• Sports Illustrated launches “Sports Illustrated Weekly” podcast On January 19, Sports Illustrated and iHeartMedia launched a new weekly podcast that will be released every Wednesday. It’s part of a larger audio content partnership that will also result in additional podcasts co-produced by the two entities.


  • Skift Megatrends: Defining Travel in 2022Skift’s Megatrends for 2022 released this week and noted that travel is colliding with some of the biggest challenges of the present and future — climate change, equitable and sustainable growth of travel, and human mobility around the world. A few key takeaways:

    • Uncertainty is the new certainty, as companies are taking uncertainty into consideration for their future forecasting. Those that are flexible with a greater diversity of business lines will perform the best against unknowns.
    • Travelers want to be greener, and travel industry investors and shareholders are exerting pressure on corporations to invest in climate change resilience.
    • Travel’s super mobility aided by digitalization, remote work and competition for skilled labor will drive enormous growth in the travel industry, while also exposing extreme global inequalities.
    • Tourism boards will continue embracing a “locals first” approach, emphasizing residents’ input on tourism management to ensure a sustainable local economy.
    • Volatile booking patterns due to remote working and other factors will provide unforeseeable opportunities with plenty of upside for destinations and travel companies.
    • Remote working will continue to define a new socialization for business travel, which will be based around places and spaces that turbocharge employee gatherings.
    • The ongoing post-pandemic urge for nature and rural escapes has inspired a new kind of overtourism, creating a need to craft innovative solutions to manage the impact on communities and the environment.
    • Mid-sized markets may lose out to big players in the events market as businesses become more selective about attendance. Companies will prioritize and choose fewer events to attend, skipping the rest. Smaller, community-based events will survive, creating opportunities for destinations to push local events.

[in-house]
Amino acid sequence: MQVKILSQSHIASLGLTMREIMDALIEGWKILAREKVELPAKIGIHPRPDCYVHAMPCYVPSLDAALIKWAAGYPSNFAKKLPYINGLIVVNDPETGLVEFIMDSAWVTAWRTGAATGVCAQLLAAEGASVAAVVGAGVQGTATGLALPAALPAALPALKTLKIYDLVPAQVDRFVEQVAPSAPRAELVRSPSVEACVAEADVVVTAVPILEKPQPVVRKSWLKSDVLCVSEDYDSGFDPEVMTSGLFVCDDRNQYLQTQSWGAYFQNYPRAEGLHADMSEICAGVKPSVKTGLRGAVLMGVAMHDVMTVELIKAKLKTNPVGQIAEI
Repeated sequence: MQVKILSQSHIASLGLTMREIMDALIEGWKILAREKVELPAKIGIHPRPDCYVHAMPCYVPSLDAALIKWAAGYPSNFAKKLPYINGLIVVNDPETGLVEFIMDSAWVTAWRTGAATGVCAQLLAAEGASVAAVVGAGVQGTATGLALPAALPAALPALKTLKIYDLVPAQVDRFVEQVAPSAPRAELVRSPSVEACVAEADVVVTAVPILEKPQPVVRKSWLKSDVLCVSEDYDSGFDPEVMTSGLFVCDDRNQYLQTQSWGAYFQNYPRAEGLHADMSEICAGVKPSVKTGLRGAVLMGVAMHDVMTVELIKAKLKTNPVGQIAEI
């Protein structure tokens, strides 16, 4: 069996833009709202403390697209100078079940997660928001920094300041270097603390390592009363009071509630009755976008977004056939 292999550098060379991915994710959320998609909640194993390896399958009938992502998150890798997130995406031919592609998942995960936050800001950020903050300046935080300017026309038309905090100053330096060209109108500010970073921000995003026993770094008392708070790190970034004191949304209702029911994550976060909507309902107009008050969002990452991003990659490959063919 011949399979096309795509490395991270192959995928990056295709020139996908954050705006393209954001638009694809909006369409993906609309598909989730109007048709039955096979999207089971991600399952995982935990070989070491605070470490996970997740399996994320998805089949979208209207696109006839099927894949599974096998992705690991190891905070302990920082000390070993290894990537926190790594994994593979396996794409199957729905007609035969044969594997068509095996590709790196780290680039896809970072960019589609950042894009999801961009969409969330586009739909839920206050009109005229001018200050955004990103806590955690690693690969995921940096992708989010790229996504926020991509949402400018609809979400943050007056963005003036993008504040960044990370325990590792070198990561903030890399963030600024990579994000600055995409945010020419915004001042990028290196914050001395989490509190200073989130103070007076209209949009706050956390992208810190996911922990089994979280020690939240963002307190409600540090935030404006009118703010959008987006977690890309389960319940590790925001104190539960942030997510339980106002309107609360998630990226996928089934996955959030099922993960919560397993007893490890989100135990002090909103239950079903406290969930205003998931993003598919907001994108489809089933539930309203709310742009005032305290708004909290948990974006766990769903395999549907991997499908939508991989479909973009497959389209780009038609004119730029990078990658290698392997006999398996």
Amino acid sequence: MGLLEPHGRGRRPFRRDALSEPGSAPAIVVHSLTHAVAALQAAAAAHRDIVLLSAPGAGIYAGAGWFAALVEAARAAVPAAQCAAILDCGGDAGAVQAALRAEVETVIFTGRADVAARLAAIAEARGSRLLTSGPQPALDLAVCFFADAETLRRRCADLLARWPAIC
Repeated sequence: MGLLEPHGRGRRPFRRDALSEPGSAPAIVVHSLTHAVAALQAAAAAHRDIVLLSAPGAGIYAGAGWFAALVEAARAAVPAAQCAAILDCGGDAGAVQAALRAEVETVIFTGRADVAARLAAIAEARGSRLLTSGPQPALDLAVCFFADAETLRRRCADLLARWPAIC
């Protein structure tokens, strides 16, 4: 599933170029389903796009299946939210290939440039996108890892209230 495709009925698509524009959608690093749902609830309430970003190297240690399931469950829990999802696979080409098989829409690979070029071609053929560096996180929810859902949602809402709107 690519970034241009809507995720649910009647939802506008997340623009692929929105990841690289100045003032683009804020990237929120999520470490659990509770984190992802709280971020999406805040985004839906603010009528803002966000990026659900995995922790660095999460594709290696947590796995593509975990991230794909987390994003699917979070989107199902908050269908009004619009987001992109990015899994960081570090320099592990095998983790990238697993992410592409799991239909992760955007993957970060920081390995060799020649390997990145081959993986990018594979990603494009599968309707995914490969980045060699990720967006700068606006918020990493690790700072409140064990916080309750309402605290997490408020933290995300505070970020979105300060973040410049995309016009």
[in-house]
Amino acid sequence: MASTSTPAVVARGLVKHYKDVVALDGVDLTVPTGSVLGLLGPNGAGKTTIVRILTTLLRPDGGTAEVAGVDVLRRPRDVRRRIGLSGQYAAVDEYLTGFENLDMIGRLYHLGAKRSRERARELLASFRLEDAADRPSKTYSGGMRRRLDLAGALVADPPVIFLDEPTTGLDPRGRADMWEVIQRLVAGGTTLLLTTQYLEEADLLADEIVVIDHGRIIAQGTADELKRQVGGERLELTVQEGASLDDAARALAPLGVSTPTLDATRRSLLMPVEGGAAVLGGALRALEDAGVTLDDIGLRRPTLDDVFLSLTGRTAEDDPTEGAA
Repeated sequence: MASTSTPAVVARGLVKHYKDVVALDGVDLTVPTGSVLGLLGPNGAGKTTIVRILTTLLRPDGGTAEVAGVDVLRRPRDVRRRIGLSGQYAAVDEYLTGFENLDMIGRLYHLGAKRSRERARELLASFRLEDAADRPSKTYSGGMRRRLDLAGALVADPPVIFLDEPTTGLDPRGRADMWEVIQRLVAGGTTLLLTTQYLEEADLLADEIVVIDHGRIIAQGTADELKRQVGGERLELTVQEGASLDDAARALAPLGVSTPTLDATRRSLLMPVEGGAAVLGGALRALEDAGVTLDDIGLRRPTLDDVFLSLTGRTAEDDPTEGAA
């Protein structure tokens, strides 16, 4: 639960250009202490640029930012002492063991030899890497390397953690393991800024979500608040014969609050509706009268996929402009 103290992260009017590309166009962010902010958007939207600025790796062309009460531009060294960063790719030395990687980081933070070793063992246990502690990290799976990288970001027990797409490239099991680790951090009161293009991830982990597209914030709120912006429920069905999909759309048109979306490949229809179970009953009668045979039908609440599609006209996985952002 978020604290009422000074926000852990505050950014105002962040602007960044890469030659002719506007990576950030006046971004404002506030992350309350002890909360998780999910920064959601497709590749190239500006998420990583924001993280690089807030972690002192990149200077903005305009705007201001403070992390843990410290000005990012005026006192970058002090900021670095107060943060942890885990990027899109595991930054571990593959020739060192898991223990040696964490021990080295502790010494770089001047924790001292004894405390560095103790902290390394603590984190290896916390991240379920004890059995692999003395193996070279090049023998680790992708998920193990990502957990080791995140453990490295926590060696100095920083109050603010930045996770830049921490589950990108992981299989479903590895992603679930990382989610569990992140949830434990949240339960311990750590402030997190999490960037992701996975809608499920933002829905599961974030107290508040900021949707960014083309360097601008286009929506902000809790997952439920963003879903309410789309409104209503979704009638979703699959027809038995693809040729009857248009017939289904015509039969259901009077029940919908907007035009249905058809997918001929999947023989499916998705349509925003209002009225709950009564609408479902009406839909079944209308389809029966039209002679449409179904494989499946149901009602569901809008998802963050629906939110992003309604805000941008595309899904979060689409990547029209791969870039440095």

• More vacationers are flying in the “premium leisure” category, prompting airlines to make big investments to take advantage.
  • Wellness Is Here to Stay – The United States accounted for nearly 30% of the global wellness tourism market in 2020, and the sector is expected to grow to $919 billion in 2022 from $735.8 billion in 2020, according to the Global Wellness Institute. In a recent American Express survey, 76% of respondents said they wanted to spend more on travel that improves their well-being, and 55% said they would be willing to pay extra for these services or activities.
  • Positive Outlook for Spas and Related Programming – Hotel and resort spas experienced a 42% dip in revenues, while destination spas, which offer an immersive experience, were down 37%, according to a report by the Global Wellness Institute published in December 2021. The wellness industry has since begun a rapid recovery, the report said, projecting that the spa sector will grow 17% annually through 2025. Before the pandemic, a wellness trip may have centered on a spa’s traditional services. Now, hotels may offer nature walks, meditation, yoga or any number of creative offerings.
  • Tour Operators Remain Positive – Tour operators say that while there has been a slowdown in new bookings recently, the impact of Omicron on existing bookings in the present and near-term remains minimal, and prospects are generally positive for 2022.